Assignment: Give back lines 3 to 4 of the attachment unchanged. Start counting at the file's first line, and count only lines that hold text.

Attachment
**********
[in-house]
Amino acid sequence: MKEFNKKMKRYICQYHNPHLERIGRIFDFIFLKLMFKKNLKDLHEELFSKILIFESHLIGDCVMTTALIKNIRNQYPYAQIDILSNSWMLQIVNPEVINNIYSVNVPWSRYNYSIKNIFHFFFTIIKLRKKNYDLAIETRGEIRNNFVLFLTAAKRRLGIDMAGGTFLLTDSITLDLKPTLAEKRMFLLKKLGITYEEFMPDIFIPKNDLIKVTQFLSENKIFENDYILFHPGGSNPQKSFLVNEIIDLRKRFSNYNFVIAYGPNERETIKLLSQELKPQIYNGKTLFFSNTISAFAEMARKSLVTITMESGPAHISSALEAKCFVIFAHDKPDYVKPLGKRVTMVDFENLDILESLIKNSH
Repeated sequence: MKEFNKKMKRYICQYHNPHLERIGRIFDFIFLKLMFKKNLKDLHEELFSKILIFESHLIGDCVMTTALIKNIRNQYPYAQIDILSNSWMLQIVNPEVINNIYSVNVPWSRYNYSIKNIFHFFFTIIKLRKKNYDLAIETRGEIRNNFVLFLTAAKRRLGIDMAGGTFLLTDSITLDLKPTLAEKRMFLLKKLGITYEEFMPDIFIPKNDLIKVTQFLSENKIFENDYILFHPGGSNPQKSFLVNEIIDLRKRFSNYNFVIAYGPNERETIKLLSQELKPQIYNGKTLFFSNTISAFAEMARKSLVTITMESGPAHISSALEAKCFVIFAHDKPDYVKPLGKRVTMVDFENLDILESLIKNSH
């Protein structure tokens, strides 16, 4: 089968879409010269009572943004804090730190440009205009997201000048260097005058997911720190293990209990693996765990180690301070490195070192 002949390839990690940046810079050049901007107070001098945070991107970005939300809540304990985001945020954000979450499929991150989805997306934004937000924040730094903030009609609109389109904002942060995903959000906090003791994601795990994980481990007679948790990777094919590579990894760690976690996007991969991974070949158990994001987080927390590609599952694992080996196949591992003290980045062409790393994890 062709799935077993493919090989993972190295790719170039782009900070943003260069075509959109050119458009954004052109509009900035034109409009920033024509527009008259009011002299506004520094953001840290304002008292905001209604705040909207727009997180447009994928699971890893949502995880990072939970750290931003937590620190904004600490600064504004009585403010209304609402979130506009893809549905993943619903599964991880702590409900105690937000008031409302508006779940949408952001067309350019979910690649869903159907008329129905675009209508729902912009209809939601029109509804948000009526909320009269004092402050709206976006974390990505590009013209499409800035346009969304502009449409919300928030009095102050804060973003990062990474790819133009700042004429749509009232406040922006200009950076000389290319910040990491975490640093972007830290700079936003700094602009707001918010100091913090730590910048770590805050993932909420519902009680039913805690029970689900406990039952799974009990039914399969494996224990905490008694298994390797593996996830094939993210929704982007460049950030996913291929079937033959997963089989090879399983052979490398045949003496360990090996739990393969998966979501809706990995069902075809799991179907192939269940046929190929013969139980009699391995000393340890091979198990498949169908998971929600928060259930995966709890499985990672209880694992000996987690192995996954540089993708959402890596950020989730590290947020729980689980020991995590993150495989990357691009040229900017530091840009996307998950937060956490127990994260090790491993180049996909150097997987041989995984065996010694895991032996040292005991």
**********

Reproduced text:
Repeated sequence: MKEFNKKMKRYICQYHNPHLERIGRIFDFIFLKLMFKKNLKDLHEELFSKILIFESHLIGDCVMTTALIKNIRNQYPYAQIDILSNSWMLQIVNPEVINNIYSVNVPWSRYNYSIKNIFHFFFTIIKLRKKNYDLAIETRGEIRNNFVLFLTAAKRRLGIDMAGGTFLLTDSITLDLKPTLAEKRMFLLKKLGITYEEFMPDIFIPKNDLIKVTQFLSENKIFENDYILFHPGGSNPQKSFLVNEIIDLRKRFSNYNFVIAYGPNERETIKLLSQELKPQIYNGKTLFFSNTISAFAEMARKSLVTITMESGPAHISSALEAKCFVIFAHDKPDYVKPLGKRVTMVDFENLDILESLIKNSH
């Protein structure tokens, strides 16, 4: 089968879409010269009572943004804090730190440009205009997201000048260097005058997911720190293990209990693996765990180690301070490195070192 002949390839990690940046810079050049901007107070001098945070991107970005939300809540304990985001945020954000979450499929991150989805997306934004937000924040730094903030009609609109389109904002942060995903959000906090003791994601795990994980481990007679948790990777094919590579990894760690976690996007991969991974070949158990994001987080927390590609599952694992080996196949591992003290980045062409790393994890 062709799935077993493919090989993972190295790719170039782009900070943003260069075509959109050119458009954004052109509009900035034109409009920033024509527009008259009011002299506004520094953001840290304002008292905001209604705040909207727009997180447009994928699971890893949502995880990072939970750290931003937590620190904004600490600064504004009585403010209304609402979130506009893809549905993943619903599964991880702590409900105690937000008031409302508006779940949408952001067309350019979910690649869903159907008329129905675009209508729902912009209809939601029109509804948000009526909320009269004092402050709206976006974390990505590009013209499409800035346009969304502009449409919300928030009095102050804060973003990062990474790819133009700042004429749509009232406040922006200009950076000389290319910040990491975490640093972007830290700079936003700094602009707001918010100091913090730590910048770590805050993932909420519902009680039913805690029970689900406990039952799974009990039914399969494996224990905490008694298994390797593996996830094939993210929704982007460049950030996913291929079937033959997963089989090879399983052979490398045949003496360990090996739990393969998966979501809706990995069902075809799991179907192939269940046929190929013969139980009699391995000393340890091979198990498949169908998971929600928060259930995966709890499985990672209880694992000996987690192995996954540089993708959402890596950020989730590290947020729980689980020991995590993150495989990357691009040229900017530091840009996307998950937060956490127990994260090790491993180049996909150097997987041989995984065996010694895991032996040292005991």